France and Italy 2004

Sirmione, 9-11 June

Sirmione is (again) a walled medieval town, at the end of a peninsula jutting into the southern end of Lake Garda. Although the old town is mainly given over to tourism, there is a thermal bath complex offering various expensive therapeutic treatments, and the tip of the peninsula has the remains of a very large Roman villa. Our hotel was inside the town necessitating careful and slow driving to avoid mowing down the pedestrians.
  The garden of Hotel Marconi, next to Lake Garda.
  View of the lake from the hotel garden.
  The outstanding feature of Sirmione is the Venetian (and earlier and later) castle that protects the entry to the town from the mainland.
   
   
  The castle has its own dock on the lake.
  One of our days in Sirmione, we went to Verona.
  The Roman Arena in Verona.
  There was a show being staged in the Arena, and props were stored on nearby streets.
   
   
  The waterside restaurant where we dined on our last evening in Sirmione.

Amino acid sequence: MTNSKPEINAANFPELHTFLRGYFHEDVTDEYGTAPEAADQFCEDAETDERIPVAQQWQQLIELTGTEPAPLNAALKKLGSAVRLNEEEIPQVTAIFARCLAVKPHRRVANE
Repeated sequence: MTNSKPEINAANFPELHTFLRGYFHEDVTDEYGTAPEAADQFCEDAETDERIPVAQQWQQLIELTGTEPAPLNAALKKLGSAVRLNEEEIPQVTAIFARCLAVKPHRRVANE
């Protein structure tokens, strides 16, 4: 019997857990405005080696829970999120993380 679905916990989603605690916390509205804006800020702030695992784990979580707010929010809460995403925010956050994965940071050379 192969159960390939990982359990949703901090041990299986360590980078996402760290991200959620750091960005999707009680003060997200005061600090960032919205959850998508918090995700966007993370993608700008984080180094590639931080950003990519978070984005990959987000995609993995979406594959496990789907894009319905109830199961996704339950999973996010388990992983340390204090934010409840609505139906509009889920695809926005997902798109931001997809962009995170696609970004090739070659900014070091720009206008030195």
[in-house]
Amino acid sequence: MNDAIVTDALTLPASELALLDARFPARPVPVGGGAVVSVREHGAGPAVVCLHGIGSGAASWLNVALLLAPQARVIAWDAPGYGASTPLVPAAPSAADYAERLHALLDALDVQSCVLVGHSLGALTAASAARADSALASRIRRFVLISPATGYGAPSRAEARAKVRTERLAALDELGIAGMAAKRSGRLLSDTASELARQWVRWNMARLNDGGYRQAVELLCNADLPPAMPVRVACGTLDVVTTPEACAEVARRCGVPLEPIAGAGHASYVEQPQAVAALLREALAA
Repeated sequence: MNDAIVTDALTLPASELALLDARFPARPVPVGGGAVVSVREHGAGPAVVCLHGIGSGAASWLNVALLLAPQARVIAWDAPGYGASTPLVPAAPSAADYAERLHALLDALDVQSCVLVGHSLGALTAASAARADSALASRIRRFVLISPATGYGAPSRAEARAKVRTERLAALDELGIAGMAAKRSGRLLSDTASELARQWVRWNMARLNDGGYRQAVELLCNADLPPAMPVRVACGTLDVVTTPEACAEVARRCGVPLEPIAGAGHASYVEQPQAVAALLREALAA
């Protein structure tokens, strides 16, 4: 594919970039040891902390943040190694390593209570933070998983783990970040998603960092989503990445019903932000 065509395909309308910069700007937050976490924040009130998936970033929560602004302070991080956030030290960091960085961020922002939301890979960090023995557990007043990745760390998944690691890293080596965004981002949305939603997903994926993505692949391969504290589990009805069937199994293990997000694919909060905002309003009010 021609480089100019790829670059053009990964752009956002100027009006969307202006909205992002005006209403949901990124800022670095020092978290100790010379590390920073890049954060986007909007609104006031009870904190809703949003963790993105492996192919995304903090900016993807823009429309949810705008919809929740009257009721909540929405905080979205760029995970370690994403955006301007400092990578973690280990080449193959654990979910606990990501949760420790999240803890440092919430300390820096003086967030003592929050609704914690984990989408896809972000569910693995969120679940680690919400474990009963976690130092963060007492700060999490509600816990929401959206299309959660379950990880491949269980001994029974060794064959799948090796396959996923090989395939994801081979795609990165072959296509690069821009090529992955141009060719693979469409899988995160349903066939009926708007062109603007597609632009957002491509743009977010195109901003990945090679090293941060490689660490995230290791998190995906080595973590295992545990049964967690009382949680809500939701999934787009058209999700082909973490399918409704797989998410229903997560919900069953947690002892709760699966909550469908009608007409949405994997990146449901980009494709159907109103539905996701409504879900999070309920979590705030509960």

Travelling from Sirmione to Venice, we stopped in Vicenza where there is this magnificent arcaded building with shops at ground level and an exhibition hall above. It is said to date from the 15th century, but in fact has been mostly rebuilt after it was demolished by an Allied bomb in March 1945.
  We also stopped in Padova (Padua), where the cathedral (the Basilica di Sant'Antonio) has this magnificent collection of domed roofs. and the less magnificent tomb of the saint. Nick was not impressed with the reliquary which contained his tongue. Seems bits of saints got distributed around.
  Padova has another large church, Basilica Santa Giustina, which claims to have the remains of St Luke (or most of them, some bits having been redistributed elsewhere) with a large illuminated sign drawing attention to them. This cheerful griffin stands guard outside the entrance.

Then it was an easy, if tedious, run through mainly industrial areas to Venice.

 

Copyright © 2004 by Lynn or Nick Booth. Please contact us if you wish to use a photo.